The ANZFR has been described in detail previously (6). In brief, since 2008 when the registry was commenced, all patients who had a Fontan procedure in Australia or New Zealand, or who had had their procedure overseas but are followed in our region, were included. A retrospective audit was then completed to capture all Fontan procedures completed in the region. Follow-up data were gained from all hospital databases and private cardiology practices. Patients are reminded to contact their physicians after 18 months have elapsed without a visit. Ethics approval exists nationally and at participating local institutions in both Australia and New Zealand. All pediatric and ACHD centers within Australia and New Zealand participate in the ANZFR. Of a total current 1,366 patients (of all ages) in the registry, 683 patients at or over the age of 16 years who had undergone Fontan procedures (excluding Björk procedures) were included in this study. Of these, all Australian patients had vital status follow-up from the National Death Registry completed in April 2017. Survival data for the entire registry cohort were reported in 2014 (6). The current report updated and expanded this information 3 years later and concentrated exclusively on adult Fontan patients (≥16 years), thereby aiming to provide the most relevant contemporary information for ACHD patients, families, and caregivers.
The following terms were prospectively defined:
Fontan failure: death, heart transplantation, Fontan takedown or conversion, PLE, plastic bronchitis, or New York Heart Association functional class III or IV at follow-up.
Thromboembolic events: thrombus within the Fontan circuit, pulmonary embolism, transient ischemic attack, or persistent stroke.
Serious adverse events (other than death or transplant): Fontan failure, sustained supraventricular tachycardia (SVT), stroke, thromboembolism, and requirement for permanent pacemaker after hospital discharge following the Fontan procedure.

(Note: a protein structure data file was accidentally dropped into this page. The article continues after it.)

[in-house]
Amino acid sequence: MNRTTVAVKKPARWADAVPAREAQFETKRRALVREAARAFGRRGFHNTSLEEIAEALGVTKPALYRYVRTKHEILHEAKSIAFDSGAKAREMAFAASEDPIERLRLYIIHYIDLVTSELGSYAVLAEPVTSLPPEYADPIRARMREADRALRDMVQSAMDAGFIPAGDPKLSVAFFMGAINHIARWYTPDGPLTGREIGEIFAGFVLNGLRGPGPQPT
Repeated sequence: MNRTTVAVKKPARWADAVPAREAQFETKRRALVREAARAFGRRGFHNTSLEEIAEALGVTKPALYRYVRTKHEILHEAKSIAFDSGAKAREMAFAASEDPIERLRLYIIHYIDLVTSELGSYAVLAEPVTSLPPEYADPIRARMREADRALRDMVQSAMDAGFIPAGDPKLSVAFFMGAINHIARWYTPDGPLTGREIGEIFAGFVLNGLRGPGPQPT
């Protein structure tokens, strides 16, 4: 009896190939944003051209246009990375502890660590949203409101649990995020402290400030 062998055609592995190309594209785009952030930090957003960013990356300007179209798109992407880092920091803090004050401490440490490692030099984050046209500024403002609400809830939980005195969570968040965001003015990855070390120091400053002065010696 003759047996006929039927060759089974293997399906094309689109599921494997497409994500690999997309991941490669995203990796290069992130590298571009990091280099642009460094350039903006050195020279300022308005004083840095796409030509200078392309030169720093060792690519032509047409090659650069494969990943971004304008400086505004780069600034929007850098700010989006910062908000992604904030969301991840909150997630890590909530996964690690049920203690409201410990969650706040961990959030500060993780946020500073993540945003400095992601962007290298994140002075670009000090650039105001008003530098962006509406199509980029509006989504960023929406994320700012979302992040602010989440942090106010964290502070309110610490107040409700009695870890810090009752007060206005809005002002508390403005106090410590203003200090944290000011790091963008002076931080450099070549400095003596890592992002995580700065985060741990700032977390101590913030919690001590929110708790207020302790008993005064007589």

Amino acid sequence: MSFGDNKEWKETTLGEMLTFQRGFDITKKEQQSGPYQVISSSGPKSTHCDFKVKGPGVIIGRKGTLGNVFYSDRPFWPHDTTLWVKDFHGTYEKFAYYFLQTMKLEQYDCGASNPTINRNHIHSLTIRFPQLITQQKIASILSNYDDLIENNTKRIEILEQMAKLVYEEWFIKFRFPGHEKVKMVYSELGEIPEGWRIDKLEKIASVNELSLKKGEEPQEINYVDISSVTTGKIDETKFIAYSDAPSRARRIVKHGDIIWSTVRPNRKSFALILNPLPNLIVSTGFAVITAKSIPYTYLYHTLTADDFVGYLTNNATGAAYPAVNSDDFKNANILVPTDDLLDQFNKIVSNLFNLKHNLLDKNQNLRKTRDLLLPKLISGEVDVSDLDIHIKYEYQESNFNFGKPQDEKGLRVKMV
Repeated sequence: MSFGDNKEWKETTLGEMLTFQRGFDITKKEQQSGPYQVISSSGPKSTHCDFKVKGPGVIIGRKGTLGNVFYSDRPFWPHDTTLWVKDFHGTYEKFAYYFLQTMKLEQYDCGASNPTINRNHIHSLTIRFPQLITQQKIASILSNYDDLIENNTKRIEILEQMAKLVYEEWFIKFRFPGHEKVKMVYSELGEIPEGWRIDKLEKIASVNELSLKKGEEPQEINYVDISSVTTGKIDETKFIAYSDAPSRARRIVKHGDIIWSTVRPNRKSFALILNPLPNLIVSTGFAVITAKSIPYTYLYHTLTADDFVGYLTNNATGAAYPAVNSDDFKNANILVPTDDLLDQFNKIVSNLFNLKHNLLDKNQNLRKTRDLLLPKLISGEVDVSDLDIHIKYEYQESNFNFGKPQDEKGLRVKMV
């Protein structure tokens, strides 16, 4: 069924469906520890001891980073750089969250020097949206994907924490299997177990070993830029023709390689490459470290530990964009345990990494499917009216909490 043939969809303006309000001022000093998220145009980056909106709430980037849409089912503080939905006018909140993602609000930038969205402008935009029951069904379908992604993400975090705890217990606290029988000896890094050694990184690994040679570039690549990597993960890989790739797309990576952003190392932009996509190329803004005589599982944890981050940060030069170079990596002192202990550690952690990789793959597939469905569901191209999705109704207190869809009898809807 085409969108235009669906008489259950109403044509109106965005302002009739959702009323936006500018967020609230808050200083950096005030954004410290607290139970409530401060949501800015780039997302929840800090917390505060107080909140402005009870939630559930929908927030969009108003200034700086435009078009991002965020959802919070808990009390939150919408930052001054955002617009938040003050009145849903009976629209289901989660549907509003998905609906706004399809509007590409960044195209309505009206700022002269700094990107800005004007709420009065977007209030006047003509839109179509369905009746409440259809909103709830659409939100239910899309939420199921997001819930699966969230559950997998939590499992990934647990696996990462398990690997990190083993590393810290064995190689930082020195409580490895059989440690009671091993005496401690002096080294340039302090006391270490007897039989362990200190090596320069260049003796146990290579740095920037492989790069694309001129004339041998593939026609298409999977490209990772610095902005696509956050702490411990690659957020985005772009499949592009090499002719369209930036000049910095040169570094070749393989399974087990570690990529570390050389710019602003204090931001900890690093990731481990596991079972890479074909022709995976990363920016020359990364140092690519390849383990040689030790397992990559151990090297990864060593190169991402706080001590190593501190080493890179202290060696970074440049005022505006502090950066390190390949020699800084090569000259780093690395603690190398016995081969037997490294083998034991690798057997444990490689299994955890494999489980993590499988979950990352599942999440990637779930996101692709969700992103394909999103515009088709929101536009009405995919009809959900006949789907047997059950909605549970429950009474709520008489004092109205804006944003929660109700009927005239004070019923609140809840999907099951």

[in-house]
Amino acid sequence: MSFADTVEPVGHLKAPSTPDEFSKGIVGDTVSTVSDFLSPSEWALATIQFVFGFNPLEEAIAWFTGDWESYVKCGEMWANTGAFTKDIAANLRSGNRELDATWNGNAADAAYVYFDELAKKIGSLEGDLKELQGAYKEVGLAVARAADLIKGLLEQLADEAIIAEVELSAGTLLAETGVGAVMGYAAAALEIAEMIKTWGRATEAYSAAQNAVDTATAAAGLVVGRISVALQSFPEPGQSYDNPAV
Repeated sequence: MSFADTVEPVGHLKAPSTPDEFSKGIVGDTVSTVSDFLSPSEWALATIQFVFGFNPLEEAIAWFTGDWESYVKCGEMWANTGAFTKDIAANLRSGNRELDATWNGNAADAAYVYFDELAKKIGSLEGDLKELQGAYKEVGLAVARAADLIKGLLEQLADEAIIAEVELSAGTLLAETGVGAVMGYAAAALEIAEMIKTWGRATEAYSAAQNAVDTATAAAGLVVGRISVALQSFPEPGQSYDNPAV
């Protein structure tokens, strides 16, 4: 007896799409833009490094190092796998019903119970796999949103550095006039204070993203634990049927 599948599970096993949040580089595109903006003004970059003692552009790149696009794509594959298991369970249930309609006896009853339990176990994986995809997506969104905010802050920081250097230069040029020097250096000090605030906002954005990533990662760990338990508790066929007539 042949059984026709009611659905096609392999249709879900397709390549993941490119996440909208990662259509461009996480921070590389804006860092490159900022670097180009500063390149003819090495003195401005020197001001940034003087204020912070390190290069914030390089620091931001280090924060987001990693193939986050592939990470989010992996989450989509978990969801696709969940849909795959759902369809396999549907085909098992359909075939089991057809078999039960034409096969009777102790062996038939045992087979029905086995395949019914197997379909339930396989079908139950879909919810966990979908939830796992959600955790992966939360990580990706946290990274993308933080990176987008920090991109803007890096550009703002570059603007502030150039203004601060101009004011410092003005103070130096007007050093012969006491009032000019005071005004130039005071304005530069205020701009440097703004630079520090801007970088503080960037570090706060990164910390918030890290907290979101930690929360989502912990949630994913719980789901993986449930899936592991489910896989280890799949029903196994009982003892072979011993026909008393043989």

Pre-existing complications and morbidity: serious adverse events or reinterventions occurring before the age of 16 years.
“New complications and morbidity”: those occurring after age 16 years.
Descriptive statistics for categorical variables were reported as frequency and percentage, and continuous variables were reported as mean ± SD or median (range), as appropriate. Survival and freedom from endpoints not subjected to competing risks were examined using Kaplan-Meier analysis, and risk factors were examined using Cox regression analysis. Time-to-event endpoints subjected to competing risks were examined using cumulative incidence curves, and risk factors were examined using cause-specific Cox regression (8). Patients who underwent a Fontan procedure over the age of 16 years (n = 44; 6.6%) were entered into the risk set at the age when the Fontan procedure was performed. All factors with moderate evidence against the null hypothesis (p < 0.1) were included in the multivariable analyses. Statistical tests were 2 sided, with an alpha level of 0.05 for statistical significance. Surgical “eras” were defined and analyzed by decade from 1973 to 1982, 1983 to 1992, 1993 to 2002, and 2003 to 2016. Analyses were carried out using R version 3.2.3 software (R Foundation, Vienna, Austria).
We report on 683 patients who met the inclusion criteria, at age 26 ± 8 years (median 24 years; range 16 to 67.6 years; 55% male). The median age at Fontan procedure had been 5.0 years (range 0.3 to 40.9 years). Baseline characteristics of the cohort are shown in Table 1 and in full detail in Online Table 1. A total of 201 patients had an atriopulmonary connection (AP) Fontan, and 482 had had 1 of 2 types of total cavopulmonary connection (TCPC); 249 had a lateral tunnel (LT), and 233 had an extracardiac conduit (ECC). Regarding New York Heart Association functional class, 78% of patients reported class I or II symptoms at latest follow-up.
Existing complications and morbidity (before age 16 years)
Complications and morbidities occurring before the age of 16 years are shown in Table 2. A total of 104 patients (15%) had experienced an arrhythmic event. SVT, atrial flutter, and atrial fibrillation had occurred in 53%, 38%, and 18% of these patients, respectively. Of those patients with atrial fibrillation, incidences were 15 (30%) in the AP Fontan group versus 1 (3%) in the LT group and 3 (12%) in the ECC group (p = 0.008). Sick sinus syndrome had been diagnosed in 19% of patients and complete heart block in 13%. The median age of pacemaker insertion in childhood was 8.6 years (range 4.2 to 15.9 years) (n = 37).
Of the 37 (5%) patients with a history of a thromboembolic event, 15 patients (41%) had a stroke, 6 (16%) had a transient ischemic attack, and 3 patients (8%) had a pulmonary embolism. Only 1 patient had multiple thromboembolic events.
The median age at reintervention was 8 years (range 1.7 to 15.9 years), and 51 (7%) patients required a second reintervention (median age 9.8 years [range 3.1 to 15.7 years]). PLE occurred in 11 patients (2%) at a median age of 12 years (range 3.4 to 15.3 years).